Getting Better at Langlauf

I’ve decided to use the German word for Nordic skiing — Langlauf. It’s easier than writing “Nordic skiing” all the time.

We got about an inch and a half or two inches of sweet wet snow last night and when I took Bear out for her walk, we went to the golf course mostly so I could assess the conditions. After about a half a mile, I knew the conditions were good enough for me.

One benefit of having lived in Southern California for 30 years is that this Colorado woman isn’t a snow elitist. If it’s skiable, I’ll ski it.

It was more than skiable. It was really great. And, my abilities have improved. What took forty minutes the first couple of times took only about 25 today, not that I’m in a hurry, but that indicates I’m getting my “ski legs.”

It’s really wonderful when, for so long, my abilities to do almost anything — even stand around — only deteriorated.

Last night I watched an episode of Nature (on PBS) called “The Wild World of the Vikings.” In it, a Viking skied, OK not a REAL Viking, a re-enacting skiing Viking, but I just thought, “That’s just so cool.” The whole program was fascinating and beautiful, but that was my favorite 30 second (if that) bit. I have always felt on “die Langlaufski” absolutely free, not tied to some chair lift or gondola, no lift ticket to buy, and nothing but the freedom of snow in the mountains. Because I’m getting better at it, I’m hoping that I will get on mountain trails this year. We’ll see.


P.S. Polar Bear Yeti T. Dog has discovered that I enjoy it when she rolls in the snow. Her new thing is to lie on her back in the snow while I scratch her tummy. She’s really not like the other kids.

20 thoughts on “Getting Better at Langlauf

    • She does, but she’s a very easy master to live with. All she wants is snow, walks and affection. Sometimes I forget completely that I’m performing according to her wishes. 🙂

      • You’re welcome! I expect there may be a little more coming — it’s still raining here, though not hard, and we expect a break tomorrow and then more on Sunday through Wednesday! What a year! We’ve already exceeded the average annual rainfall for the July-June year!

      • It is good — and scary — there’s lots of new fuel to burn, but it’s mostly grasses, which seem easier to control than heavier brush! In the meantime, the greens are gorgeous!

        • I love it. The grasses are good. They’ll hold the soil, don’t burn as hot as chaparral and forest and yeah, easier to put out. For about a decade after the Cedar Fire my town and environs were “low fire danger” just because everything had burned already. If you think about it, that gives breathing space for people to deal with future dangers (if they do it).

      • A really good example — the Thomas Fire a year ago in Ventura and Santa Barbara counties stopped in its tracks when it met the area of a fire from a few years previous. The worst fears are that an area that hasn’t burned in a long time will catch fire. With the bad year we had last year, combined with new grasses, we should hopefully do ok this year!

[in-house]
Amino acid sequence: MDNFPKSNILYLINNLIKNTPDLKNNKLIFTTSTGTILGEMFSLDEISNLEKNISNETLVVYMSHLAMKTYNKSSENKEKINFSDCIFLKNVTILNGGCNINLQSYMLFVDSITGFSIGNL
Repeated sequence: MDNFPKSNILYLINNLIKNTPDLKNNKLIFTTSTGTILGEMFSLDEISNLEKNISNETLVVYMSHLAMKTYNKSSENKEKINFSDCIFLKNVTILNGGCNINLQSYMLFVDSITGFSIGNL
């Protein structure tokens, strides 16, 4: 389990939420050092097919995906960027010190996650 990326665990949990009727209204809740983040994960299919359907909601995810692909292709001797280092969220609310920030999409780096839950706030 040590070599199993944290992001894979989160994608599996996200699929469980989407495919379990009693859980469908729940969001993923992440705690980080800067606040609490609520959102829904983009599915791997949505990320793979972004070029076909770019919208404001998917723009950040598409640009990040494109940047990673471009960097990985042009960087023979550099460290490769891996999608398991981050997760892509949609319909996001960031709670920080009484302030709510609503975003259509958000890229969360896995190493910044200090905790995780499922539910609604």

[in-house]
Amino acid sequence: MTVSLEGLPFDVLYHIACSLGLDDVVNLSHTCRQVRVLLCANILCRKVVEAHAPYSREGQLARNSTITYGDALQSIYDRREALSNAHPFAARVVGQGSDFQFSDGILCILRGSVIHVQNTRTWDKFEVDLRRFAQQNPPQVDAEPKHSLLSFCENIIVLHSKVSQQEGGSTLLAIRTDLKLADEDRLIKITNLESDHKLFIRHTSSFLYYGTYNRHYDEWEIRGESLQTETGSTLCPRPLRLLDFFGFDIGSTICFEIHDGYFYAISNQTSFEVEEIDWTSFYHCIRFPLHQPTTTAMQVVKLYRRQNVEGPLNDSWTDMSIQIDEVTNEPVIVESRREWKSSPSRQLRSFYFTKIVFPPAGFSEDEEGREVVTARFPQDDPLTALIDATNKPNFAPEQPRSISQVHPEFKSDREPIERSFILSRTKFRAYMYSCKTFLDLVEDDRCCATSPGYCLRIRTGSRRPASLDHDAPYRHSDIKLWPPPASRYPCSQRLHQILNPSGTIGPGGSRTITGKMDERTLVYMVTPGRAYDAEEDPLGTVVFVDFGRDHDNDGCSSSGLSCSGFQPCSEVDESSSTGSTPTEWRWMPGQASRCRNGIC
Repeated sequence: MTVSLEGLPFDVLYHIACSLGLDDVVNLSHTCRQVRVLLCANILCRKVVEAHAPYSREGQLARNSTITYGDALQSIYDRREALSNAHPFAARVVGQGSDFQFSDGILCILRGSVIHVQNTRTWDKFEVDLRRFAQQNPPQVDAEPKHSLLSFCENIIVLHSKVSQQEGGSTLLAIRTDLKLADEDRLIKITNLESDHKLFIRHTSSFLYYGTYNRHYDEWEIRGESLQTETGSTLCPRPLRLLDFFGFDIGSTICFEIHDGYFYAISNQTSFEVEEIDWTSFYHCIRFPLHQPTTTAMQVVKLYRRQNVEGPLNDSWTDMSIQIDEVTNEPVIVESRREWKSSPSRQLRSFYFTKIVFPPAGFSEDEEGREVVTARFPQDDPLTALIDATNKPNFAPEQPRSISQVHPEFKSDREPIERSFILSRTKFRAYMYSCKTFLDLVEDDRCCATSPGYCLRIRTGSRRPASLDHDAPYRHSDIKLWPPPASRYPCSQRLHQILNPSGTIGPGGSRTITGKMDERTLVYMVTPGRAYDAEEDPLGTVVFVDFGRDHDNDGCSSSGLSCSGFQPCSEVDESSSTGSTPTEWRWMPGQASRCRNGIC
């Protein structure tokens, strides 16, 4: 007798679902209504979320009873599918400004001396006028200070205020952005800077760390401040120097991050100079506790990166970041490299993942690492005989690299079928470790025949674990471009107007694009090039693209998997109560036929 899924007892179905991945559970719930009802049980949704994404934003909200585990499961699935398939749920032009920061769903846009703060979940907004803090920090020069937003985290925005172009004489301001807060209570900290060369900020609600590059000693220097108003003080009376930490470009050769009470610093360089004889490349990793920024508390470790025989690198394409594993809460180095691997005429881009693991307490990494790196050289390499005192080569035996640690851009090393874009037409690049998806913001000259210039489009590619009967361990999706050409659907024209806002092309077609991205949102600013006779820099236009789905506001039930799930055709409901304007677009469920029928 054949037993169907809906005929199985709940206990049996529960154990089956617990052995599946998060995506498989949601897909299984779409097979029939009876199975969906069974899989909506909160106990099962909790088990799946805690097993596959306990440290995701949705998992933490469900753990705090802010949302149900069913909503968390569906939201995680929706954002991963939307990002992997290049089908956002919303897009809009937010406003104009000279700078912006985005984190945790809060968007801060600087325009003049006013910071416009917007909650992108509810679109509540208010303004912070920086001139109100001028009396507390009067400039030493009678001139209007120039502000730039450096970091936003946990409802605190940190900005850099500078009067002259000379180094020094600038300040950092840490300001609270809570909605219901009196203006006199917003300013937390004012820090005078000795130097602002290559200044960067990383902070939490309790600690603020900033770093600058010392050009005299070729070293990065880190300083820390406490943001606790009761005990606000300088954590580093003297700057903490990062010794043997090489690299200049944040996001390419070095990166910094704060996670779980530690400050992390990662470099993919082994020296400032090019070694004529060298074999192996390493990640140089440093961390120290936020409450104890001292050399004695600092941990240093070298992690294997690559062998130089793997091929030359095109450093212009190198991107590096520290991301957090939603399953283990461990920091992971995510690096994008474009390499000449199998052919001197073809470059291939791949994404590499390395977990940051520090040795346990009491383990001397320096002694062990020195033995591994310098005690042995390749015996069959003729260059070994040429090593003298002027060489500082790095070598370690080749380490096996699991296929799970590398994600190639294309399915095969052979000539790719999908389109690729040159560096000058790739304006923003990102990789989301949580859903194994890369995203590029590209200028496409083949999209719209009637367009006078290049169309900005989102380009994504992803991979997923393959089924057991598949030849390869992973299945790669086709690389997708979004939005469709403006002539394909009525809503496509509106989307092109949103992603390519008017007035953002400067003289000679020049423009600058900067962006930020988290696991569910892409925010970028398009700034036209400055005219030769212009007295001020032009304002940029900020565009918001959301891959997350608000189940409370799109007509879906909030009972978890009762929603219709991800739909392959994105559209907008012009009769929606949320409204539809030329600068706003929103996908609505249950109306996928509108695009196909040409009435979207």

• Up on Garnet Peak I saw where the Cedar Fire stopped exactly where a fire had burned two years earlier. And then, the year before I left, a fire came up from the back of the Lagunas and stopped right there, where the Cedar Fire had burned. It’s pretty interesting if you’re not the one being evacuated.

          I’ll post the painting on Twitter.

        • Oh yes! I’m glad I got to see it. Sometimes I miss those mountains. A Bavarian friend of mine came to visit. We took a hike and he called them the “friendly mountains” because they’re not trying to kill you!

  1. Bear is like Ophelia. Only she doesn’t want her tummy rubbed, she’ll drop do a back scratch and then pop up and look at me, and I have to say whoohoo and off she runs! So good that your skiing is improving. I have a week off and I keep hoping that conditions will improve so I can ski where I walk Ophelia.

    • Snow loving dogs are the best. I hope you get to ski, too. Today was great. Sandhill cranes are here and I could hear them all around me, though I didn’t see them because of the tall cottonwood trees. It was Bearadise.

  2. I love that you were able to get out for a ski, Martha! Cross-country skiing really is a freeing activity, isn’t it? I love how you described not being “tied down” – it’s perfect. I get a natural high every time I set out on a cross-country ski trip. It just makes me happy. I’m happy you had the snow you did!

  3. Is langlauf the same as cross country skiing? Weirdly enough, I only did downhill skiing while I was in Germany. Where i thought it was just called a variant on the word ski—something like Schielaufen. Can’t remember now. Funny, I’ll never forget the fear and beauty of riding the high flung ski lifts all the way up the alps. Those rails ran very high off the ground, and the safety bar had failed to
    Come down for me. I rode with a death grip on the bar next to me. I survived, but did not take that particular run a second time.

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